“The Taliban are still not willing for a ceasefire and I don’t think Pakistan can get them to accept that, because that is the leverage [the Taliban] have been using in the talks,” he says.

“Once they pull out their fighters from the front, that leverage will be gone … There are limitations to what Pakistan can do.”

Michael Kugelman, deputy director of the Asia programme at the US-based Wilson Center, agrees that Pakistan may not have the leverage, and the Taliban the incentive, to reduce violence appreciably.

“The Taliban has ample leverage in peace talks because it has the luxury of time,” he says. “It knows that US troops are leaving, so it has the option of simply waiting out the Americans until they’re gone, before capitalising on a major battlefield advantage.

“In essence, the Taliban will soon enough have the option of trying to seize total power by force instead of trying to obtain partial power by negotiations.”

‘A milestone’

Despite the points of contention, the bonhomie on view during Abdullah’s three-day visit was a rare positive development in a relationship that has been marked by decades of mistrust. Both countries regularly accuse each other of allowing their territory to be used against the other.

Notably, Abdullah did not raise either the issues of alleged Pakistani support for armed groups or of the 2,600km border between them – one that Afghanistan considers disputed and Pakistan treats as an international boundary – during any public engagements in Islamabad.

Kugelman of the Wilson Center called the visit “a milestone”.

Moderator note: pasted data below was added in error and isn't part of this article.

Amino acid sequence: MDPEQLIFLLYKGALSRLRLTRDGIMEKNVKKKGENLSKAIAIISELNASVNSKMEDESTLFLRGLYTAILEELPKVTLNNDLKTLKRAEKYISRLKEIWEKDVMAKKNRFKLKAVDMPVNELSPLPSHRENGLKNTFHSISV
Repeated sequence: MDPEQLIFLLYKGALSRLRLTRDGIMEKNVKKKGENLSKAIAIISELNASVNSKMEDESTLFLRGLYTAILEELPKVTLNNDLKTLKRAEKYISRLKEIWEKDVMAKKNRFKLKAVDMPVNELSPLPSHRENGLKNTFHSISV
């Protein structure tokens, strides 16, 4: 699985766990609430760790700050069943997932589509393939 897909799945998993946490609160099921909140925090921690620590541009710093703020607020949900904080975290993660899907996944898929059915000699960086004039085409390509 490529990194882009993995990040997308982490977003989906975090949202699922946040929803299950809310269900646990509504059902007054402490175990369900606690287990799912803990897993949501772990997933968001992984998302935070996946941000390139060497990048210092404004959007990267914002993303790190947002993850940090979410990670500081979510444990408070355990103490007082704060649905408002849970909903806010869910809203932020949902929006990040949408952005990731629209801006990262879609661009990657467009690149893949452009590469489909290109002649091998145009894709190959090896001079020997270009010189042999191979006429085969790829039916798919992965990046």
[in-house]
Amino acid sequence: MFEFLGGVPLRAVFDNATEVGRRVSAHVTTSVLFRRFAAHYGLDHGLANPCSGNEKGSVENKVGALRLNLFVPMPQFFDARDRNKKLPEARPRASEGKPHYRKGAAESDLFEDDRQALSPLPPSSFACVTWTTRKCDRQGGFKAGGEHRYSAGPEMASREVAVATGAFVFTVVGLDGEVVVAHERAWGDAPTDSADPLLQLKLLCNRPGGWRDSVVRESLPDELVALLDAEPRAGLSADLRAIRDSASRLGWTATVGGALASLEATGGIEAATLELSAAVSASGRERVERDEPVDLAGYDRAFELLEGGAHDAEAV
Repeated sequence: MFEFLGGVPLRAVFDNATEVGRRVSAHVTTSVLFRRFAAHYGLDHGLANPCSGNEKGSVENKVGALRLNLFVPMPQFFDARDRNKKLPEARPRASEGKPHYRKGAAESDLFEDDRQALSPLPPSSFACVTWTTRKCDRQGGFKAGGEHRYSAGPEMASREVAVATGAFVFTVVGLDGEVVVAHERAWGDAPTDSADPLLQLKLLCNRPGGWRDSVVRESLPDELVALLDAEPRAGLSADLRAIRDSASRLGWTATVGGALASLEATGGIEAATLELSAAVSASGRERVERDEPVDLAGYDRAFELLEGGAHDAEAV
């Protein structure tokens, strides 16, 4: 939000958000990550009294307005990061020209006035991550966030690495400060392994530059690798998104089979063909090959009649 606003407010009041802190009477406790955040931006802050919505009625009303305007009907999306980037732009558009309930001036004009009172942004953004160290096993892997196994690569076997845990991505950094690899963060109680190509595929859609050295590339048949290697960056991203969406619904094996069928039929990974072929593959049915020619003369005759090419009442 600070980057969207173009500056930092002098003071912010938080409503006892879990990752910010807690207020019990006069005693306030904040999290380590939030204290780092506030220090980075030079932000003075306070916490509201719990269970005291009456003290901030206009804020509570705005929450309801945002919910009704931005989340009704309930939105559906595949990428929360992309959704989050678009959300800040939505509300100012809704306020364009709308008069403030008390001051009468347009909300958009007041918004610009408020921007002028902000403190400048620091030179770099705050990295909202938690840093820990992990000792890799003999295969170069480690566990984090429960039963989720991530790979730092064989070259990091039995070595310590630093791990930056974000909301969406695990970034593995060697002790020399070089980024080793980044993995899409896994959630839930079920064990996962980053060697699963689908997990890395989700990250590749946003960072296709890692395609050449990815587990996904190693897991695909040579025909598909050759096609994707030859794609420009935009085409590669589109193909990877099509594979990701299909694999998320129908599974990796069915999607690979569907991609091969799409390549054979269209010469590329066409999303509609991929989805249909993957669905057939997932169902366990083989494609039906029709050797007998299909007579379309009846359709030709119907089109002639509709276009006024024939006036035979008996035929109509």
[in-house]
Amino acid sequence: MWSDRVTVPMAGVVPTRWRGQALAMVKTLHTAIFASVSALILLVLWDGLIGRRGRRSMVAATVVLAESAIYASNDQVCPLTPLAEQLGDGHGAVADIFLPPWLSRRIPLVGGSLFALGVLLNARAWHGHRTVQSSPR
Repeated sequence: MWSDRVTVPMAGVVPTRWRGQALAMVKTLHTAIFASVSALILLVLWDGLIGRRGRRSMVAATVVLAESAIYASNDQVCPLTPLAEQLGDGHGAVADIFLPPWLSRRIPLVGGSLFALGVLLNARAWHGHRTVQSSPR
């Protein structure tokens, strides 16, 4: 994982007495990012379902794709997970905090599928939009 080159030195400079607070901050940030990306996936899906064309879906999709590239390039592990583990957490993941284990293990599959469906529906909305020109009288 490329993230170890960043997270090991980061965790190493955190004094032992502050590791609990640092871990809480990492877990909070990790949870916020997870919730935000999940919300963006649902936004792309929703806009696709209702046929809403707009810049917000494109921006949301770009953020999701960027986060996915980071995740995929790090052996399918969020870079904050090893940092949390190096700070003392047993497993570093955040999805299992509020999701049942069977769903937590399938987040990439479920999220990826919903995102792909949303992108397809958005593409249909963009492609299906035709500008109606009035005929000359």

“There have been plenty of high-level visits involving Afghan and Pakistani leaders in recent years, but this one stands out,” he says.

“Abdullah, who hadn’t been to Pakistan for more than a decade, essentially called for a full reset in the relationship. This goes much further than the more tactical types of cooperation sought in recent years over issues like border security and trade.”

Abdullah, who took over as the Afghan government’s head of peace negotiations in March, previously served as chief executive in a tense power-sharing agreement with Afghan President Ashraf Ghani.

Khan, the analyst, suggested it was also in Abdullah’s political interest to continue to push the peace process forward.

“There has been more alignment [between the two countries] even before he was coming here – there is a growing alignment between Abdullah and the Pakistani government [based on] the idea of the post-negotiations Afghan government not being a government led by President Ghani.”

Pakistan has long called for a negotiated peace settlement with the Afghan Taliban given a role in governance of its western neighbour, a view not shared in either Kabul or Washington until recently.

“To some extent, there is some convergence of interest with the official lines of the Afghan and Pakistani government,” says Hussain. “It is in Pakistan’s interest for the talks to be successful. Pakistan has a huge stake in successful talks.”

Moreover, Khan suggests Pakistan has also been adjusting its view of an ideal outcome of the conflict in Afghanistan, something that was in the past “a closed subject for Pakistan”.

“Pakistan has been genuinely looking at whether this single Pashtun-dominated government, whether it is a route to stability and that given the multi-ethnic, multi-sect, multi-regional context of Afghanistan, having a more pluralistic and federalist structure with a more parliamentary form of government is something that would be good for Afghanistan and would allow Pakistan to have a stable neighbour,” she says.

Ultimately, the path ahead will be a difficult one, and while Abdullah’s visit has struck positive notes, the progress is fragile.

“This all very clearly linked to the Doha negotiations, which are very fragile there. If a new round of fighting happens and negotiations break down completely […] then it could be back to square one,” says Khan.

Asad Hashim is Al Jazeera’s digital correspondent in Pakistan. He tweets @AsadHashim.

Source : Al Jazeera